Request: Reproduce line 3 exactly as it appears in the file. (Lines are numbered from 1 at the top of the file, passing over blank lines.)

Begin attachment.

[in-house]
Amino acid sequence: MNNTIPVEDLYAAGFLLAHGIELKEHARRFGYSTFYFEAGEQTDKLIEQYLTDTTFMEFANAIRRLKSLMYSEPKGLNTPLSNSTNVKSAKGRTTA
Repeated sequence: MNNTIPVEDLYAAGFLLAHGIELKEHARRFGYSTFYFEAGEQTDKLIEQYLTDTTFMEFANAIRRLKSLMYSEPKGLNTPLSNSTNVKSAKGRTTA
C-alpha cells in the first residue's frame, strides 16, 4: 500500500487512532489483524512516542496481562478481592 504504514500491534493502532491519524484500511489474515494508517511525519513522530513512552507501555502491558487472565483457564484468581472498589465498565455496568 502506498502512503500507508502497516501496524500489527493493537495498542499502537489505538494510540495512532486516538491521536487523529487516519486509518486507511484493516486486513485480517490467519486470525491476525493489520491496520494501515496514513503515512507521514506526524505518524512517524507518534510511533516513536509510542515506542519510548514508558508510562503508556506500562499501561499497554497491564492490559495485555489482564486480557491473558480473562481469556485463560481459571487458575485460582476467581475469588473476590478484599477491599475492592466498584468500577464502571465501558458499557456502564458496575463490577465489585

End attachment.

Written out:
Repeated sequence: MNNTIPVEDLYAAGFLLAHGIELKEHARRFGYSTFYFEAGEQTDKLIEQYLTDTTFMEFANAIRRLKSLMYSEPKGLNTPLSNSTNVKSAKGRTTA